Table 6: Performers (in descending order of frequency)

Singers – 40
Conductors – 26
Wind Players – 26
Orchestra – 24
String Players – 19
Table 6
Keyboardists – 10
Music Teachers – 9
Rock Groups – 9
Brass Players – 8
Bands – 7
Jazz Musicians – 6
Percussionists – 6

A wide diversity of composers is represented in my dreams: 54 identifiable composers in all. Table 7 indicates all those appearing at least twice. Mahler and Wagner, who definitely rank among my favorites, are at the top of the list. However, the rest of the distribution is not entirely in accord with my waking life tastes. Some of my favorite composers — for example, Rachmaninoff and Vaughan-Williams — are very far down on the list; others, like Bruckner and Puccini, have only appeared once. With the exception of Michael Praetorius, none of the Renaissance and early Baroque composers whose music I now frequently play appear on this list. It might be suggested that the frequency of composers in my dreams is correlated with the degree to which their music impacts me emotionally … but the four Late Romantic composers I mentioned above, appeared only once or twice, and yet they wrote highly emotionally charged music.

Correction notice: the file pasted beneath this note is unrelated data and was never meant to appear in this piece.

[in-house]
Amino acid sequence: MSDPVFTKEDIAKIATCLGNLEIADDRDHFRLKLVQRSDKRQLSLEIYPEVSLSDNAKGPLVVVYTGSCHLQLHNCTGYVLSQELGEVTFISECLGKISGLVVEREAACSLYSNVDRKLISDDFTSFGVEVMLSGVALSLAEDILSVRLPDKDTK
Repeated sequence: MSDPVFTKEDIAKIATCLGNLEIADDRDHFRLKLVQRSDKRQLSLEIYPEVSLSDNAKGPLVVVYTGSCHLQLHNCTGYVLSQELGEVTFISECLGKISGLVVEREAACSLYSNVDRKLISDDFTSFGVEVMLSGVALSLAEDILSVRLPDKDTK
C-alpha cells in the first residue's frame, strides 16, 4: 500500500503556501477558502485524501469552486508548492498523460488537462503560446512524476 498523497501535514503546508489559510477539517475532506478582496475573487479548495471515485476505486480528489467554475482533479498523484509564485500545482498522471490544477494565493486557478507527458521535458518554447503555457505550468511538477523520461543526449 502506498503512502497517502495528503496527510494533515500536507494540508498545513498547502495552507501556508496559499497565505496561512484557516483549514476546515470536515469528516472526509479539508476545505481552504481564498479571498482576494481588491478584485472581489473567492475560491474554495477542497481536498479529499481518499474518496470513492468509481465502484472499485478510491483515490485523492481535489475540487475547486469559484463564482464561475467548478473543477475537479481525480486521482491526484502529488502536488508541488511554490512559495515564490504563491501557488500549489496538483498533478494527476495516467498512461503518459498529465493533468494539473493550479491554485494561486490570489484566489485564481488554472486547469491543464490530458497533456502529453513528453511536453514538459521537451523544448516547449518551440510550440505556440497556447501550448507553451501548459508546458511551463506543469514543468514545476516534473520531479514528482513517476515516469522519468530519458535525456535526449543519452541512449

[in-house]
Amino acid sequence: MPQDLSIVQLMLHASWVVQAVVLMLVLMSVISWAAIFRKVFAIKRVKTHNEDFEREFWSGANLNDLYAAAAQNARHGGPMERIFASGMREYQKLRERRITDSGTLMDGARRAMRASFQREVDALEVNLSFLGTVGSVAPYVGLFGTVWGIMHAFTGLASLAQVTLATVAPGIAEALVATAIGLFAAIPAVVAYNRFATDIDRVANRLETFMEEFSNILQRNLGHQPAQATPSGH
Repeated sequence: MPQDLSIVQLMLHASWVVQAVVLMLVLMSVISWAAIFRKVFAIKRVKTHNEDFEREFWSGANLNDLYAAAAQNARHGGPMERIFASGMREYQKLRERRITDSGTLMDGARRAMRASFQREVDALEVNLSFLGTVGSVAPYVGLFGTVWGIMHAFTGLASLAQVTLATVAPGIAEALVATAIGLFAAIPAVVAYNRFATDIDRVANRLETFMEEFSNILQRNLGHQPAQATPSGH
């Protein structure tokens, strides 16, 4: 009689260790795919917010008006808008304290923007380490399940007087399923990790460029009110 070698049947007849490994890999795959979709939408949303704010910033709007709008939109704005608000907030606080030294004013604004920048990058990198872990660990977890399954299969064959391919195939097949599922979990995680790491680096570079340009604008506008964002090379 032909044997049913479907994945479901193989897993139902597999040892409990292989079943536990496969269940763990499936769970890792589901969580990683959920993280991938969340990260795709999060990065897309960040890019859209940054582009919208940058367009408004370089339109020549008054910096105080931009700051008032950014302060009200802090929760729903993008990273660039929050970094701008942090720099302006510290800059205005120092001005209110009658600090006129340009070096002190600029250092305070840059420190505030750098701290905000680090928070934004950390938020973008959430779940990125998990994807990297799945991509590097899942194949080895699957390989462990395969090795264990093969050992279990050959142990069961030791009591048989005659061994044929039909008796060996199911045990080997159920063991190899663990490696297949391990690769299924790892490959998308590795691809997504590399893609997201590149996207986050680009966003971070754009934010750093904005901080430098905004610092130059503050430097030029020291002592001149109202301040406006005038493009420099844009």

Table 7: Composers (in descending order of frequency)

Gustav Mahler – 35
Richard Wagner – 25
Johannes Brahms – 16
Wolfgang Amadeus Mozart – 16
The Beatles – 16
Ludwig van Beethoven – 16
Johann Sebastian Bach – 12
Pyotr Ilyich Tchaikovsky – 9
Felix Mendelssohn – 5
Franz Schubert – 5
Antonin Dvorak – 4
Frederic Chopin – 4
Richard Strauss – 4
Giuseppi Verdi – 4
Jan Sibelius – 3
Franz Josef Haydn – 3
Michael Praetorius – 3
Robert Schumann - 3
Leonard Bernstein-3
Edvard Grieg – 2
Bob Dylan – 2
Percy Grainger - 2
Georg Frederick Handel – 2
Johann Pachelbel – 2
Sergei Rachmaninoff – 2
Camille Saint-Saens – 2
Dmitri Shostakovich - 2
Ralph Vaughan-Williams – 2
Carl Maria von Weber – 2
plus 29 others – 1 each

As I reported in DNJ V29#3, during the summer of 2010 I read Jung’s Red Book and it had a profound effect upon my consciousness. Themes from the book frequently appeared in my dreams and waking synchronous experience, and in dreams, often prior to my reading them. The “biggest” dream in this series concerned my observation of a group of choristers performing an a capella cantata based upon texts from the Red Book. Upon awakening, I realized that the texts derived from the “Incantations” section of the book, in which Jung presents a series of prayers within his dreaming that was directed to the Babylonian hero Gilgamesh, whom he had previously (in the dream) mortally wounded then saved, by collapsing him to miniscule size and placing him within an egg, which he brought to a village for incubation.